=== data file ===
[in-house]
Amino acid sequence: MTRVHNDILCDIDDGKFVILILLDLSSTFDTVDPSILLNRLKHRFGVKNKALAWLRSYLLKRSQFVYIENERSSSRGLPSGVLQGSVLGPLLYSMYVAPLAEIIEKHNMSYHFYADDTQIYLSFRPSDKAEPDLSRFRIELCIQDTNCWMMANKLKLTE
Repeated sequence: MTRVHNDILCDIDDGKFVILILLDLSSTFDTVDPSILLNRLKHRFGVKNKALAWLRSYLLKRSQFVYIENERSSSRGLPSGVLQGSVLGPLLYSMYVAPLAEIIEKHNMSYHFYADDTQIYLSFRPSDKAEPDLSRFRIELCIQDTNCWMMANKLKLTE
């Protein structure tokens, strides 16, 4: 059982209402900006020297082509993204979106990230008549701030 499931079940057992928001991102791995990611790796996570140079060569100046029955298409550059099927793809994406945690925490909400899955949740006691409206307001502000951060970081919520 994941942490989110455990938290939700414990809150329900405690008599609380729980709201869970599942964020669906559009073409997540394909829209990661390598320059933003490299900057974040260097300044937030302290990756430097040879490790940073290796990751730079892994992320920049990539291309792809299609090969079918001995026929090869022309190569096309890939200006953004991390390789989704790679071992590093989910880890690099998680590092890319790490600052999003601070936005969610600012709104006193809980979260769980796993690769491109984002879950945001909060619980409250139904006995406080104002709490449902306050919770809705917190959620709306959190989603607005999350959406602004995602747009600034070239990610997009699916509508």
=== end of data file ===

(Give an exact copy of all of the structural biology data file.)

[in-house]
Amino acid sequence: MTRVHNDILCDIDDGKFVILILLDLSSTFDTVDPSILLNRLKHRFGVKNKALAWLRSYLLKRSQFVYIENERSSSRGLPSGVLQGSVLGPLLYSMYVAPLAEIIEKHNMSYHFYADDTQIYLSFRPSDKAEPDLSRFRIELCIQDTNCWMMANKLKLTE
Repeated sequence: MTRVHNDILCDIDDGKFVILILLDLSSTFDTVDPSILLNRLKHRFGVKNKALAWLRSYLLKRSQFVYIENERSSSRGLPSGVLQGSVLGPLLYSMYVAPLAEIIEKHNMSYHFYADDTQIYLSFRPSDKAEPDLSRFRIELCIQDTNCWMMANKLKLTE
């Protein structure tokens, strides 16, 4: 059982209402900006020297082509993204979106990230008549701030 499931079940057992928001991102791995990611790796996570140079060569100046029955298409550059099927793809994406945690925490909400899955949740006691409206307001502000951060970081919520 994941942490989110455990938290939700414990809150329900405690008599609380729980709201869970599942964020669906559009073409997540394909829209990661390598320059933003490299900057974040260097300044937030302290990756430097040879490790940073290796990751730079892994992320920049990539291309792809299609090969079918001995026929090869022309190569096309890939200006953004991390390789989704790679071992590093989910880890690099998680590092890319790490600052999003601070936005969610600012709104006193809980979260769980796993690769491109984002879950945001909060619980409250139904006995406080104002709490449902306050919770809705917190959620709306959190989603607005999350959406602004995602747009600034070239990610997009699916509508």